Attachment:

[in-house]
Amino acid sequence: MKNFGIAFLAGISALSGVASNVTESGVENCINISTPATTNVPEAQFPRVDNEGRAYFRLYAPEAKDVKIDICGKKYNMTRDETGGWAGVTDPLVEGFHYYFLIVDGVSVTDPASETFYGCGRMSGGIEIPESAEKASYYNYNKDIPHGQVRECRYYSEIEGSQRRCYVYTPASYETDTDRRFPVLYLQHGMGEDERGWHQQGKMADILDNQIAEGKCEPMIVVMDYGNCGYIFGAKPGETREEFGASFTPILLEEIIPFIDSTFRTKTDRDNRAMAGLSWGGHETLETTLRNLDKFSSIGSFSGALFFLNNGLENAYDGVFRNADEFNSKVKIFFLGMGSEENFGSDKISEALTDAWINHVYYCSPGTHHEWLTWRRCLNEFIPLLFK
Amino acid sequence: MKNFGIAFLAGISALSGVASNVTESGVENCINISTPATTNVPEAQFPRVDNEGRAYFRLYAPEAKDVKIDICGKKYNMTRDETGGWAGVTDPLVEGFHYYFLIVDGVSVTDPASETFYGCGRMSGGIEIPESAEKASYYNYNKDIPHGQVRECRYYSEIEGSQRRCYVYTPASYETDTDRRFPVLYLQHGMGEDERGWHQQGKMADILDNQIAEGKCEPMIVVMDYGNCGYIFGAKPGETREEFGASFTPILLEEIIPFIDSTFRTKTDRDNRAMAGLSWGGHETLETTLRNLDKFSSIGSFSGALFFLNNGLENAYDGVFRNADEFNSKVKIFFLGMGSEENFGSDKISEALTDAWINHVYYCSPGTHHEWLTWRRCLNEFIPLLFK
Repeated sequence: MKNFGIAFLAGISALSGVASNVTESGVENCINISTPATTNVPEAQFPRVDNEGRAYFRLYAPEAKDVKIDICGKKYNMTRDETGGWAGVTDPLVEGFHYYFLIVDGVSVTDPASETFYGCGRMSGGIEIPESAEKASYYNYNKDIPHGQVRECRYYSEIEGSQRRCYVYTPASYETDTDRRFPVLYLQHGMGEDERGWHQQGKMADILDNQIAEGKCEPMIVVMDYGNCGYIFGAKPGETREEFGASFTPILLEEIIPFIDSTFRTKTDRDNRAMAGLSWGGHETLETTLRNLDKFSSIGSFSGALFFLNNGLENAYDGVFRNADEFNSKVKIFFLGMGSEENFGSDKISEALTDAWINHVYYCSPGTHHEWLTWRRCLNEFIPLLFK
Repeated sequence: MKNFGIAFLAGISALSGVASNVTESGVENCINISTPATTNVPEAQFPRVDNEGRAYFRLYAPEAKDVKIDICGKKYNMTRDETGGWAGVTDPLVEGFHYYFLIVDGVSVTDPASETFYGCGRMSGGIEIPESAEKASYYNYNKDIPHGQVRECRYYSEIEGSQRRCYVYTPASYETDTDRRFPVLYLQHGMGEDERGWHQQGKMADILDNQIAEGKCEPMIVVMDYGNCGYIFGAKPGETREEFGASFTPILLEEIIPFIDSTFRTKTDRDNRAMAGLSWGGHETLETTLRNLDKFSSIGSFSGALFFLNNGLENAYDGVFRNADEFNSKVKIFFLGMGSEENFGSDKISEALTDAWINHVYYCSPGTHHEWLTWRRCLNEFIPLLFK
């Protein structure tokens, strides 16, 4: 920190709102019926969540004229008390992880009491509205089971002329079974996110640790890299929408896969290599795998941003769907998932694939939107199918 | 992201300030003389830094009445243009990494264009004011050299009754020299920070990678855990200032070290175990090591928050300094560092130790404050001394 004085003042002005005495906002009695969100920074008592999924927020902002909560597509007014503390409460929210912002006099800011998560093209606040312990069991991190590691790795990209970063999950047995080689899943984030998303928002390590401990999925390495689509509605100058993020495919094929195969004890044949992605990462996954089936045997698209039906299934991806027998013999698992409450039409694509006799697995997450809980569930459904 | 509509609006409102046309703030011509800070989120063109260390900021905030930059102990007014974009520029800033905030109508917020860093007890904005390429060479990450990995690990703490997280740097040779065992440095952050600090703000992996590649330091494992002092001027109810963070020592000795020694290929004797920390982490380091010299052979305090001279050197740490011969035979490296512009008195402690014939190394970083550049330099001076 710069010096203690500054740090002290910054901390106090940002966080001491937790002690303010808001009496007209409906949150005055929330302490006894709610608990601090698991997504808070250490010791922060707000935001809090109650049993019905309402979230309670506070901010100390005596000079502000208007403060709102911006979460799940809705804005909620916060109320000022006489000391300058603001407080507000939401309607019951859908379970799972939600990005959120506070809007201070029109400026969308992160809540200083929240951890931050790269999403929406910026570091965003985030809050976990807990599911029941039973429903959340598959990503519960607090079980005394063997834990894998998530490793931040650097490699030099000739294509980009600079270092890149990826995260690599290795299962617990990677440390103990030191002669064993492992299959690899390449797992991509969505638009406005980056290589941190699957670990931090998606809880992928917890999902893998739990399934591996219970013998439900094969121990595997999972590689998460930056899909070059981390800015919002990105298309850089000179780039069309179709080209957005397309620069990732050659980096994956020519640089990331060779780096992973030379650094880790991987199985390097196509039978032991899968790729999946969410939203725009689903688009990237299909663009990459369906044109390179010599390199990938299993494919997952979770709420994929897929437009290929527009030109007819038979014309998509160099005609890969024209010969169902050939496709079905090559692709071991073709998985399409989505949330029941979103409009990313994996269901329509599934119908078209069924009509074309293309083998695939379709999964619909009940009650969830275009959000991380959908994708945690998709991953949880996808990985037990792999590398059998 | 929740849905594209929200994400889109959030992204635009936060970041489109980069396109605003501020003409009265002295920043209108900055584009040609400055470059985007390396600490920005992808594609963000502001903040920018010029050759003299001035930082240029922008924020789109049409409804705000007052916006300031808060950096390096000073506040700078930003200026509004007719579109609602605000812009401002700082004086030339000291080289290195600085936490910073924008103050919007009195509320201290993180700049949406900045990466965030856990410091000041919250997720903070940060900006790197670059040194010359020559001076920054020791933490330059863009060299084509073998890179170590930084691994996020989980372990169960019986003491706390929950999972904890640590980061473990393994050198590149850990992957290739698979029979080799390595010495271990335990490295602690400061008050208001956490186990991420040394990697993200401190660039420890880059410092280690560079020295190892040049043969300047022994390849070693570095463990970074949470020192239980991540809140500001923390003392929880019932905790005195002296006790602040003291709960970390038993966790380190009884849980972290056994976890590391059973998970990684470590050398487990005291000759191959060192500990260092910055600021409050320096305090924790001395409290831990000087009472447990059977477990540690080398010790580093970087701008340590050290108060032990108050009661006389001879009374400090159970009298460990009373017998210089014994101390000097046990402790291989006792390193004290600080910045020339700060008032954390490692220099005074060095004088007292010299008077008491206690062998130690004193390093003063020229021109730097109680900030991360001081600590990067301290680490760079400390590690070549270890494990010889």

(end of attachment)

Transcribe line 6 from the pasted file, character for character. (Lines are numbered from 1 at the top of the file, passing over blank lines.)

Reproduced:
């Protein structure tokens, strides 16, 4: 920190709102019926969540004229008390992880009491509205089971002329079974996110640790890299929408896969290599795998941003769907998932694939939107199918 | 992201300030003389830094009445243009990494264009004011050299009754020299920070990678855990200032070290175990090591928050300094560092130790404050001394 004085003042002005005495906002009695969100920074008592999924927020902002909560597509007014503390409460929210912002006099800011998560093209606040312990069991991190590691790795990209970063999950047995080689899943984030998303928002390590401990999925390495689509509605100058993020495919094929195969004890044949992605990462996954089936045997698209039906299934991806027998013999698992409450039409694509006799697995997450809980569930459904 | 509509609006409102046309703030011509800070989120063109260390900021905030930059102990007014974009520029800033905030109508917020860093007890904005390429060479990450990995690990703490997280740097040779065992440095952050600090703000992996590649330091494992002092001027109810963070020592000795020694290929004797920390982490380091010299052979305090001279050197740490011969035979490296512009008195402690014939190394970083550049330099001076 710069010096203690500054740090002290910054901390106090940002966080001491937790002690303010808001009496007209409906949150005055929330302490006894709610608990601090698991997504808070250490010791922060707000935001809090109650049993019905309402979230309670506070901010100390005596000079502000208007403060709102911006979460799940809705804005909620916060109320000022006489000391300058603001407080507000939401309607019951859908379970799972939600990005959120506070809007201070029109400026969308992160809540200083929240951890931050790269999403929406910026570091965003985030809050976990807990599911029941039973429903959340598959990503519960607090079980005394063997834990894998998530490793931040650097490699030099000739294509980009600079270092890149990826995260690599290795299962617990990677440390103990030191002669064993492992299959690899390449797992991509969505638009406005980056290589941190699957670990931090998606809880992928917890999902893998739990399934591996219970013998439900094969121990595997999972590689998460930056899909070059981390800015919002990105298309850089000179780039069309179709080209957005397309620069990732050659980096994956020519640089990331060779780096992973030379650094880790991987199985390097196509039978032991899968790729999946969410939203725009689903688009990237299909663009990459369906044109390179010599390199990938299993494919997952979770709420994929897929437009290929527009030109007819038979014309998509160099005609890969024209010969169902050939496709079905090559692709071991073709998985399409989505949330029941979103409009990313994996269901329509599934119908078209069924009509074309293309083998695939379709999964619909009940009650969830275009959000991380959908994708945690998709991953949880996808990985037990792999590398059998 | 929740849905594209929200994400889109959030992204635009936060970041489109980069396109605003501020003409009265002295920043209108900055584009040609400055470059985007390396600490920005992808594609963000502001903040920018010029050759003299001035930082240029922008924020789109049409409804705000007052916006300031808060950096390096000073506040700078930003200026509004007719579109609602605000812009401002700082004086030339000291080289290195600085936490910073924008103050919007009195509320201290993180700049949406900045990466965030856990410091000041919250997720903070940060900006790197670059040194010359020559001076920054020791933490330059863009060299084509073998890179170590930084691994996020989980372990169960019986003491706390929950999972904890640590980061473990393994050198590149850990992957290739698979029979080799390595010495271990335990490295602690400061008050208001956490186990991420040394990697993200401190660039420890880059410092280690560079020295190892040049043969300047022994390849070693570095463990970074949470020192239980991540809140500001923390003392929880019932905790005195002296006790602040003291709960970390038993966790380190009884849980972290056994976890590391059973998970990684470590050398487990005291000759191959060192500990260092910055600021409050320096305090924790001395409290831990000087009472447990059977477990540690080398010790580093970087701008340590050290108060032990108050009661006389001879009374400090159970009298460990009373017998210089014994101390000097046990402790291989006792390193004290600080910045020339700060008032954390490692220099005074060095004088007292010299008077008491206690062998130690004193390093003063020229021109730097109680900030991360001081600590990067301290680490760079400390590690070549270890494990010889």